I used to read Dragon and Dungeon Magazine religiously as a kid. I particularly enjoyed Dungeon but I also liked reading the game advice columns in Dragon (and the comic strips). I remember they used to run a lot of advertisement and sometime around the late 80s or early 90s (I think) they began an anti-obesity campaign. I couldn't track down the ad but it was an image of a bulging gut with the words "Some gamers have a problem..." on the top of the page and "....denial" at the bottom. I am going by memory here, so this may not be 100% accurate. Since then, I've participated in and observed many of the unhealthy habits that likely led them to run this campaign in the first place. I just want to do my part here to encourage people, gamers in particular, to make healthier eating and lifestyle choices.
First let me say this isn't about people looking a certain way or being ashamed of themselves. I don't think anyone should be ashamed if they are overweight and I know a lot of skinny people who eat fatty food all the time. This is purely about heart health and living a longer life. Last year my business partner, William Butler, died suddenly from heart disease. He was also the Gamemaster in our group and like a lot of us, he didn't have the healthiest diet. I hope to encourage other gamers to think about what they eat both during the game and in between.
When you game, you tend to eat the most convenient foods. At my table it was almost always pizza or Chinese (sometimes subs as well). But we also tend to be readers and the types of folk who spend time at the computer. This isn't universal. I know plenty of athletic gamers too, but I think it is safe to say a lot us (myself included) spend considerable time sitting down and eating food that is easy to make so we finish our book or prep that dungeon level. I believe people should spend a little time and effort to break that pattern because you can only eat and live that way so long before it catches up with you, and I'd like you all to be around as long as possible.
Here is what I suggest, and it is going to be a bit sacrilegious. Skip the pizza. If you have to order Chinese takeout, get the steamed dishes, not the stir fries or appetizers (or anything fried). Eat stuff that tastes clean, not greasy. If you have to, make food yourself before the game. Also don't eat snacks, pastry or donuts during play.
I have some experience with this because I became very involved in competitive martial arts some years back and found myself needing to make dietary changes in order to stay inside my weight class (I couldn't go over 149 pounds). This was hardest to maintain on game night (at the time I think I was gaming once or twice a week). My way around it was I ordered the same boring steamed dish from the menu every time (because my group pretty much always ordered Chinese or Pizza). I discovered after a couple of weeks that steamed food, once you get used to it, tastes really good, and greasy food tastes bad after you haven't had it for a bit. In fact one of the other things I discovered was all the light sauces you can use to enhance steamed chicken and vegetable or steamed fish. There are all kinds of ginger sauces and bean sauces. I found out that you could even get a whole steamed cat fish stuffed with scallion and ginger from some places if you asked for it (and it was really tasty). This had a dramatic effect on my ability to remain at my desired weight.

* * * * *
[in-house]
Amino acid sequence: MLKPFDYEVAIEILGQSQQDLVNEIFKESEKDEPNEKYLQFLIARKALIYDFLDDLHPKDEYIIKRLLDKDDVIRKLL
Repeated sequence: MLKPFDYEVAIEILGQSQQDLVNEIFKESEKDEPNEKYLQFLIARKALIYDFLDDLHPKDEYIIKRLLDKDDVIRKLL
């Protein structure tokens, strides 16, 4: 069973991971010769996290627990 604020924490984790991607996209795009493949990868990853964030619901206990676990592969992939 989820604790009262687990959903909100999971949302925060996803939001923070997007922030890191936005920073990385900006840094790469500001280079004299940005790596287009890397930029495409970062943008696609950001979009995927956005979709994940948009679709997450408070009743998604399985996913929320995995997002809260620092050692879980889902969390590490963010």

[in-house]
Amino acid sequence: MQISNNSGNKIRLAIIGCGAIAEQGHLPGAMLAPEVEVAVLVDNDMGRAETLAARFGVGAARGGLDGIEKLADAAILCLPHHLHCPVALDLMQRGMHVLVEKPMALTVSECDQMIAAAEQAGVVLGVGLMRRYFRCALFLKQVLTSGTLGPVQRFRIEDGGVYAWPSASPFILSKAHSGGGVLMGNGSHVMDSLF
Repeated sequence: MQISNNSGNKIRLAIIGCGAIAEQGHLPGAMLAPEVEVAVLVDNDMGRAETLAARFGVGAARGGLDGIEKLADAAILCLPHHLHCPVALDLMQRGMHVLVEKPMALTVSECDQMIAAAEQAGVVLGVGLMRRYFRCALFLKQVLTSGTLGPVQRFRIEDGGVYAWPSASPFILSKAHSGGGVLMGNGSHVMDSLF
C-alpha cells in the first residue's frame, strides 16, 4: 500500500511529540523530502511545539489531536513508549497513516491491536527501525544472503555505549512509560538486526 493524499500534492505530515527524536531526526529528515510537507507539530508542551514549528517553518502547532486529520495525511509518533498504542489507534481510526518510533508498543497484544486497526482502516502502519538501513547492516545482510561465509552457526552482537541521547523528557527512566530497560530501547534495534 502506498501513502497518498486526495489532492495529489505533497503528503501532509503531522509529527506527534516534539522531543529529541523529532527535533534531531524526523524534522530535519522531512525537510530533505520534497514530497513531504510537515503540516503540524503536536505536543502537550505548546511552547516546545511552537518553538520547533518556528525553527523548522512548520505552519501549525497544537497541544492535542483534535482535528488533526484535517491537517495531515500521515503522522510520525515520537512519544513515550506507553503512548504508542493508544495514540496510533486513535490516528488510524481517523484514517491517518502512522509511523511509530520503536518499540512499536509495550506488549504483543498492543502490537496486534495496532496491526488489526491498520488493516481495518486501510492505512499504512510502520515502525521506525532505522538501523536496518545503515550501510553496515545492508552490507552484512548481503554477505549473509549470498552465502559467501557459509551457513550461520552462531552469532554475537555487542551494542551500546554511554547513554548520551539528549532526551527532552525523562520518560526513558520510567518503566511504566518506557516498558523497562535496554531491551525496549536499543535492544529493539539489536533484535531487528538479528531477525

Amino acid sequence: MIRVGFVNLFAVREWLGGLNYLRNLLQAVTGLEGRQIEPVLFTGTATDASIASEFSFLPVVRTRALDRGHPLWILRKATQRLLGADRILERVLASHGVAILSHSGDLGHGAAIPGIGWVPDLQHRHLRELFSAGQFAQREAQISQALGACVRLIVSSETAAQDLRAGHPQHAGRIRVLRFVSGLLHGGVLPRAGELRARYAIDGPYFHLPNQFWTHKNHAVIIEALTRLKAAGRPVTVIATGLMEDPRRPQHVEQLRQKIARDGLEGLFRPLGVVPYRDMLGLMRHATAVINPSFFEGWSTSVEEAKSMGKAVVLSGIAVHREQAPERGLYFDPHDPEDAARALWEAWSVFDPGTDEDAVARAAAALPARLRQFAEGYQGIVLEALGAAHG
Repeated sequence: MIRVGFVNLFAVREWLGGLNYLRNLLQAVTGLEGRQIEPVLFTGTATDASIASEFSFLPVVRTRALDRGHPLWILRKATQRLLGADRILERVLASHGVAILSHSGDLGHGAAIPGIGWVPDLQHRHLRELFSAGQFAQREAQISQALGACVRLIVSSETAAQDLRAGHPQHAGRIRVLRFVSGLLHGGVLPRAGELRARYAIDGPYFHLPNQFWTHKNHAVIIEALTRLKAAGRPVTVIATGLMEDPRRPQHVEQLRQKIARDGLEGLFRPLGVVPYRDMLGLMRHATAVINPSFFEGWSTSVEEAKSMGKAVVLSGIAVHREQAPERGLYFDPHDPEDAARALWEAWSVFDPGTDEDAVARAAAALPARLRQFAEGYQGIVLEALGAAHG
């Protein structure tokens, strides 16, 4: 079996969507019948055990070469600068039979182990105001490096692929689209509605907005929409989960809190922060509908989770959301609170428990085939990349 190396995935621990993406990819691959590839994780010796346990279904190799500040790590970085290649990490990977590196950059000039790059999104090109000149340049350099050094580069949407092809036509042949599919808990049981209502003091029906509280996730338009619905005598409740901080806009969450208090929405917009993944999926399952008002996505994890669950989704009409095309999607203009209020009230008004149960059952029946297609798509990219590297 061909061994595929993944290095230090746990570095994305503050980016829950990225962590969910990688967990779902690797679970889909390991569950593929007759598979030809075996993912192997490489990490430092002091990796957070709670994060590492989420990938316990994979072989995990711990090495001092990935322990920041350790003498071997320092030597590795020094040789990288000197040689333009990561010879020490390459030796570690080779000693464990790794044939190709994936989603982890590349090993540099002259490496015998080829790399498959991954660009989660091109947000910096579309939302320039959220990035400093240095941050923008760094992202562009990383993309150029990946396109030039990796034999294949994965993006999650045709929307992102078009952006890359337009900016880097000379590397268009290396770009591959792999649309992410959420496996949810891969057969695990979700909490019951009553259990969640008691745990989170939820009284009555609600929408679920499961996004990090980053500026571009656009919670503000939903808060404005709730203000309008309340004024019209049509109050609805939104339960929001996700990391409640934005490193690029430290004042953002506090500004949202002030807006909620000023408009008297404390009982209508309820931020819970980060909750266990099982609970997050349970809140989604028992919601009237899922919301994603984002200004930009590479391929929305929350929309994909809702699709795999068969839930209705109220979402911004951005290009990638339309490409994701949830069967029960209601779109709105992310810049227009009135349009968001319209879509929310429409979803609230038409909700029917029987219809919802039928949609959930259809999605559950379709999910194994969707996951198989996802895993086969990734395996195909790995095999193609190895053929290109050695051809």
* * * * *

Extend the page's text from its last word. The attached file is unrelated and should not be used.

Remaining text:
After I stopped competing and didn't have to be under a certain weight, I gained it back pretty fast by reverting to my old eating habits (getting up to 195 pounds). There is a world of difference between 146 (which is what I was before) and 195. I could feel it. I was still exercising and involved in the same kinds of activities, I just was allowing myself to eat big meals and eat whatever tasted good at the time. I was exhausted and even developed sleep apnea.
These days, I am back down to my normal weight. But I still hadn't really been eating all that healthy. I was eating smaller amounts but I was consuming a lot of fatty, salty food and fewer vegetables. When Bill died, I started to rethink my diet. I've been aiming once again for the clean food and trying to eat more vegetables than meat of carbohydrates (not cutting this other stuff out, just putting more focus on vegetables). I also stopped ordering food at my games. If someone is hungry and needs to order food, I won't object at all, but I don't ask if people want to order it any more and no one really seems to bring it up. If they did I would also probably encourage them to get steamed dishes.
So I would encourage any gamers reading this who are not already eating healthy to consider making a change. Eat cleaner and healthier food. Get a little more active and work out. I don't exercise to the extent that I used to, but I still try to stay active and do a moderate routine when I can. Not only does it improve your mood, it gives you more energy. I am certain if you don't exercise and incorporate a little resistance and cardio into your day, you'll be more alert at the game table and feel more enthusiastic when you prep adventures.
I don't like being preachy about it. I know it can come off a bit high-and-mighty when someone tries to steer you toward healthier food options, but I also don't want to lose another friend to a heart attack, so I will take being more rude if it means gamers' arteries get less clogged.